How Do Thermal Imaging Cameras Work?
Date of issue: 03-07-2023
Article source: ThermTec
Views: 52

Thermal imaging cameras see far beyond what our human eye can see. 


For example, under the recent outbreak of the new crown virus, thermal imaging cameras have occupied a very important position. It may not directly detect the presence of pathogens. But let’s be honest, no device is better at detecting fever, the main symptom of a viral infection, from a safe distance than an infrared camera. No wonder it is now a permanent fixture at the entrance to malls and other public places. 


Therefore, a careful understanding of how thermal imaging cameras work is crucial. By gaining more knowledge, you will be able to get the most out of your thermal imaging camera as it has revolutionized our lives on Earth. And for the most part, when you want to keep things running smoothly, you can be more productive and efficient. 


Inside a thermal imager: how it works


Knowing what infrared radiation is one thing, capturing it is another. We must understand that thermal imaging as we know it today is the product of a long and tortuous process that took decades to perfect. On the one hand, our thermal imaging cameras today are powerful and user-friendly. Not only are they heavy and expensive, unlike those used by firefighters decades ago. 


Since thermal imaging cameras are designed to capture thermal energy in the surrounding environment, their main components are designed to process infrared radiation. This is especially true of input units. We're talking about lenses and sensors, the path that infrared radiation has to travel through. 




Think of the lens of a thermal camera, like your eyelid. If your eyelids aren't open, you won't be able to see your surroundings. For its part, a thermal imager must have a lens that allows IR and its various frequencies to pass through. Only then can the sensor process the signal.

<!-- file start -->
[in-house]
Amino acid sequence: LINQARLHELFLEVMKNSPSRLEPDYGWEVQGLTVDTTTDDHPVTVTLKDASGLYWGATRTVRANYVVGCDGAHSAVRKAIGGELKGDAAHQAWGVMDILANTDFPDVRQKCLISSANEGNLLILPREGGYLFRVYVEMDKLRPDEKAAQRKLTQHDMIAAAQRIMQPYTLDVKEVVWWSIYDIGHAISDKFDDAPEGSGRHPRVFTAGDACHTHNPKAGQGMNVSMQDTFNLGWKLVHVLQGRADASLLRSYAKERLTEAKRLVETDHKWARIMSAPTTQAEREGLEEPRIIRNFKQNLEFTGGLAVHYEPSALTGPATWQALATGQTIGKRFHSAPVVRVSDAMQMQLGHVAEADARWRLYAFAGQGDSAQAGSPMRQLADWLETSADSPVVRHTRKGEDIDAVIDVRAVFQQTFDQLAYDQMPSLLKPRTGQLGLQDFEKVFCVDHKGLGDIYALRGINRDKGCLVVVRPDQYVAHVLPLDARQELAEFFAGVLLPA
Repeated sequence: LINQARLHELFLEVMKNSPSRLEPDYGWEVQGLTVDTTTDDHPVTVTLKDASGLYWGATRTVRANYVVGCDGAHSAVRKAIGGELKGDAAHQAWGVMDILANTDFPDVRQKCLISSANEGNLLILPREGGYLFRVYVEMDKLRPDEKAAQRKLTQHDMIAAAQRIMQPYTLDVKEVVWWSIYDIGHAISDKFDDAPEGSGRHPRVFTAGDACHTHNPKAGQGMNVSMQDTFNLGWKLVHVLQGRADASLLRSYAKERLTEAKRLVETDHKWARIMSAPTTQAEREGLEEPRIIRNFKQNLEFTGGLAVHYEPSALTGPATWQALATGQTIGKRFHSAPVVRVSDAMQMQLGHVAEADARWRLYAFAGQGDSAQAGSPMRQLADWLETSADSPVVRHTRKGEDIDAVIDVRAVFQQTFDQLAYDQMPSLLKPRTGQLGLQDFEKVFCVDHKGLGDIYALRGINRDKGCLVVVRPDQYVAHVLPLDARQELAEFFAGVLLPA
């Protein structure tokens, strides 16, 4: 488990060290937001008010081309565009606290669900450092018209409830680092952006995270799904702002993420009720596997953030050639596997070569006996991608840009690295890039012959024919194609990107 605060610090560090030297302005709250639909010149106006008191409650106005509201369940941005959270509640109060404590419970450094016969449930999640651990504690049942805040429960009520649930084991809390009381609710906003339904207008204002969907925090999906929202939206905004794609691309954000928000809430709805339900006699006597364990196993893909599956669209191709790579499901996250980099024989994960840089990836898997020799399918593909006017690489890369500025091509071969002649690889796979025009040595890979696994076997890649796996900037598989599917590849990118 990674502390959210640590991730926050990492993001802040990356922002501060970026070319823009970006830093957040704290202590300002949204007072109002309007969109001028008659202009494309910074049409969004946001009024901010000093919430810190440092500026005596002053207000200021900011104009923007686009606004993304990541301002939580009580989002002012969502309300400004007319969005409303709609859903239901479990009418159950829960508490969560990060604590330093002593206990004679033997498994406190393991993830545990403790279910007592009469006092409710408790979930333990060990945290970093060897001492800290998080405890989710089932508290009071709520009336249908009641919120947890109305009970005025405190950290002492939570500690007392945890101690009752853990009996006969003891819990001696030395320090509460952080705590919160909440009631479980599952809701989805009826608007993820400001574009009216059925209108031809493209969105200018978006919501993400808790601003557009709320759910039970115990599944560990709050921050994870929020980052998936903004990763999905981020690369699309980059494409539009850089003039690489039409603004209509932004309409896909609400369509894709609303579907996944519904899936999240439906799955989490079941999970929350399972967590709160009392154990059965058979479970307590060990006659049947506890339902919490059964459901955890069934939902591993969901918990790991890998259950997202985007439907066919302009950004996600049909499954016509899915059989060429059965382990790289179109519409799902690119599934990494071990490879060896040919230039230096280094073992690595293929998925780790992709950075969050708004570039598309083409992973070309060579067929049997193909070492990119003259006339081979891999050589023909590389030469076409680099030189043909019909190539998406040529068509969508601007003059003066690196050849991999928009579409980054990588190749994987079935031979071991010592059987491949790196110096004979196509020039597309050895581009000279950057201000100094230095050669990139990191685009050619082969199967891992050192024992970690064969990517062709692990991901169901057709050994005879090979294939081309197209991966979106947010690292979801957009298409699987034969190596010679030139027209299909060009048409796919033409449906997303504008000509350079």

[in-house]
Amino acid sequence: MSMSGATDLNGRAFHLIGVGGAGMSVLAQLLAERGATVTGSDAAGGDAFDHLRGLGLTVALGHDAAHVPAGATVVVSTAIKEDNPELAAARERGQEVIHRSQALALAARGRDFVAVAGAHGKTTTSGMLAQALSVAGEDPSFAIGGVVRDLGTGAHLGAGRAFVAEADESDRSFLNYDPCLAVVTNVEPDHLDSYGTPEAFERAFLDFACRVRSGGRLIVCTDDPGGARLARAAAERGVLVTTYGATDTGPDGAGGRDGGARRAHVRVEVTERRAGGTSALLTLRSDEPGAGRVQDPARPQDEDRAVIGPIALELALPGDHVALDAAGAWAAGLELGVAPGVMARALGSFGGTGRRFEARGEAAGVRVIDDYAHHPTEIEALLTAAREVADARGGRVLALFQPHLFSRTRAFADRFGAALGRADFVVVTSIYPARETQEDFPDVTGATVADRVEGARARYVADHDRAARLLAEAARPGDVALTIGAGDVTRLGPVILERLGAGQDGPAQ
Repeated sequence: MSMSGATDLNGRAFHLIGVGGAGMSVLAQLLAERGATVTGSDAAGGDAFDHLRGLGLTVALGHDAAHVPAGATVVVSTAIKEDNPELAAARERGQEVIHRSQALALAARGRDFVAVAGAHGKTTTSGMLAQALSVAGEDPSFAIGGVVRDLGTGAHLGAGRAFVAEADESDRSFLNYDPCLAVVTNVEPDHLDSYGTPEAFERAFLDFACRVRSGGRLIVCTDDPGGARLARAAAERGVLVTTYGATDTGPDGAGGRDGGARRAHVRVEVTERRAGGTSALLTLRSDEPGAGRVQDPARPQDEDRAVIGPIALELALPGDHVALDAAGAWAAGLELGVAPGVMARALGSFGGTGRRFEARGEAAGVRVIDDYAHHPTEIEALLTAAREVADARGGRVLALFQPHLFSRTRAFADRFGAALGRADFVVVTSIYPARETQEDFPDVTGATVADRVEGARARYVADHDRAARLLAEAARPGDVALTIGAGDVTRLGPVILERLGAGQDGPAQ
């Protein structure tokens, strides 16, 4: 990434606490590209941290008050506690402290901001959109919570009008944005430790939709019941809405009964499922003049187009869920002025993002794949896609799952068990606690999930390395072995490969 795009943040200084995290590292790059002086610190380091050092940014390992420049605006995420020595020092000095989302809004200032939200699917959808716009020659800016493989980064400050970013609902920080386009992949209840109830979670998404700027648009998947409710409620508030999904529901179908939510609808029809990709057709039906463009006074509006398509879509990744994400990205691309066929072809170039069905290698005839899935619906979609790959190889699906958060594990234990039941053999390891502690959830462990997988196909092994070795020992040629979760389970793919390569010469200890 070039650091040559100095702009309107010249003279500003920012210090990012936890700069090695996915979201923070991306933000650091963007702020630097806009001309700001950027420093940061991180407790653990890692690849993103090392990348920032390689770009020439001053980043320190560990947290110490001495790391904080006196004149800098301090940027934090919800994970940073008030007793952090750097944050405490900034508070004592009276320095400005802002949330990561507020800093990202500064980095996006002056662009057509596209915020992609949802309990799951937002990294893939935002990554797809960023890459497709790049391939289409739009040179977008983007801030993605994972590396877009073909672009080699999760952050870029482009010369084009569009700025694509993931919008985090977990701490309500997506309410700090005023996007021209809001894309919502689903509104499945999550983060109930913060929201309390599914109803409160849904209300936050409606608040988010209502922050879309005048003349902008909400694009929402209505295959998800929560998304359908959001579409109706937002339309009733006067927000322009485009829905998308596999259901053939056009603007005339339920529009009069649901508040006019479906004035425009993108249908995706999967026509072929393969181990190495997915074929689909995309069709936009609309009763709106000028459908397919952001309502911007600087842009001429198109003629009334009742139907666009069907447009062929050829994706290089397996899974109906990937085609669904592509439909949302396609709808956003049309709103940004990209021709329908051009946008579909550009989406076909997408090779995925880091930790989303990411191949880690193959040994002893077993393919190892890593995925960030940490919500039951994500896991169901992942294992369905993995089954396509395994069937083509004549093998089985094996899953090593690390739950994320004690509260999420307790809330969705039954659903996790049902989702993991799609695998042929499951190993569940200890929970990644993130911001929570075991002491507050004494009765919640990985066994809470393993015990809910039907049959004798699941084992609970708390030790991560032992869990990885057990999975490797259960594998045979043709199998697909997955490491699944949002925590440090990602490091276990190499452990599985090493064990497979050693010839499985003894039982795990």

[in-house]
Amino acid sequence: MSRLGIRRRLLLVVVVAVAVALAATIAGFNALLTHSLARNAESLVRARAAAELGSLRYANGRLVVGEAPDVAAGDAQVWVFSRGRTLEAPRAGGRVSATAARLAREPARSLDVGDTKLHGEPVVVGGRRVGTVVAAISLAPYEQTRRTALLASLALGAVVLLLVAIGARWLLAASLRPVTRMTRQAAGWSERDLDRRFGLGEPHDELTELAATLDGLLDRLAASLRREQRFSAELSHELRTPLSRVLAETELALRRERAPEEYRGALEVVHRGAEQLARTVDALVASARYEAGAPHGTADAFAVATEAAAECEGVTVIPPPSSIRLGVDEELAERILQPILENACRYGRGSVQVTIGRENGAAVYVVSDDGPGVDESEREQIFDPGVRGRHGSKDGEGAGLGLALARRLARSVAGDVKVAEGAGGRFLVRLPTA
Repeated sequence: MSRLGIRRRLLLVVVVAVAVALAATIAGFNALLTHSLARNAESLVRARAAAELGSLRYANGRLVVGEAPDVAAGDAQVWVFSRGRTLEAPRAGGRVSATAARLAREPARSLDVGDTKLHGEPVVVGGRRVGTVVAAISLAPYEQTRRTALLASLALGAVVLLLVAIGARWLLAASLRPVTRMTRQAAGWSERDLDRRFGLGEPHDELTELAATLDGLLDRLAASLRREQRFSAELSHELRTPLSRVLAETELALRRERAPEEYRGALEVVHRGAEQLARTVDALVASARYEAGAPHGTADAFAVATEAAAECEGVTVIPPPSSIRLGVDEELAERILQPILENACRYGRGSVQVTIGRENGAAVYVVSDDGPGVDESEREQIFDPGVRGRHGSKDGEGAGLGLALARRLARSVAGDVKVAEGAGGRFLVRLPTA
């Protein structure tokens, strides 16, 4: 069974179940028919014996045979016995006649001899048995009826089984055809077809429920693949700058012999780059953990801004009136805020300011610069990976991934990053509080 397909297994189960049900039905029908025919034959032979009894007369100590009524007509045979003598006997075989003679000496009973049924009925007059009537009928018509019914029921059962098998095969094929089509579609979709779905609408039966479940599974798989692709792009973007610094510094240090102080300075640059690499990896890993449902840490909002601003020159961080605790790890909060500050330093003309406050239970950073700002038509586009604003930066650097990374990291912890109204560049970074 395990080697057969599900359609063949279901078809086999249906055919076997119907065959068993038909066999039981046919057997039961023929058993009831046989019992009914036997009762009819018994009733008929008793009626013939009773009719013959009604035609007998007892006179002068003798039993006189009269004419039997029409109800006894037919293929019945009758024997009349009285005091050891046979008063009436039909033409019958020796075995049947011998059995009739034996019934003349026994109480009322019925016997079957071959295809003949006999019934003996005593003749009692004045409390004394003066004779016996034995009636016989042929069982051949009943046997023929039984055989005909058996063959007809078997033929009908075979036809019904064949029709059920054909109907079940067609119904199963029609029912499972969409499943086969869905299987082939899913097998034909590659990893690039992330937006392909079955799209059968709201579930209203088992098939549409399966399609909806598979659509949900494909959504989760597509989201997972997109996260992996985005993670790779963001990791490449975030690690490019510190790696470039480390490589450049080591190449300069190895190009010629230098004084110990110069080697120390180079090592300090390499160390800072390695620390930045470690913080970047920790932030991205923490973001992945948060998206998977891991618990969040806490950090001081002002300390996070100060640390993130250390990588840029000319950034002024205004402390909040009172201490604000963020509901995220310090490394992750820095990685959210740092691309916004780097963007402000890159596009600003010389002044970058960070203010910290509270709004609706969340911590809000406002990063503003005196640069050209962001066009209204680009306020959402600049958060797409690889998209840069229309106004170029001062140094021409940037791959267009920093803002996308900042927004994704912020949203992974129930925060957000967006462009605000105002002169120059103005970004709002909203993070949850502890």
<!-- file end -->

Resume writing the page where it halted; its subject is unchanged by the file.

This is the biggest difference between an infrared camera and a standard camera (the camera on your phone). Unlike regular cameras, the lenses of infrared cameras must not be made of glass. Note that glass blocks long-wave infrared radiation (LWIR), the frequency most useful for thermal imaging. 


Therefore, lenses are usually made of germanium, zinc selenide, calcium fluoride, or sapphire. By doing so, the lens can accommodate the thermal radiation electromagnetic spectrum range of 7 to 14μm. Since most of these materials have a high refractive index, it is critical to apply an anti-reflection coating to the lens to correct for deflection.




The heart of a thermal imaging camera is the sensor. This is where the infrared radiation passes through the heat detector. This detector responds directly to the increase in heat that occurs due to the absorption of incident infrared light. 


However, over time, there are two most prominent ways to get the job done. A newer and common technique used today is through microbolometers, while another approach is to use pyroelectric materials. Details are as follows.




In principle, a microbolometer is a radiation-sensitive device. The first bolometer was invented by American physicist/astronomer inventor Samuel Pierpont Langley (1834-1906).


Any radiation that directly strikes the absorbing element of the microbolometer will result in a corresponding increase in temperature. The more energy absorbed, the higher the temperature.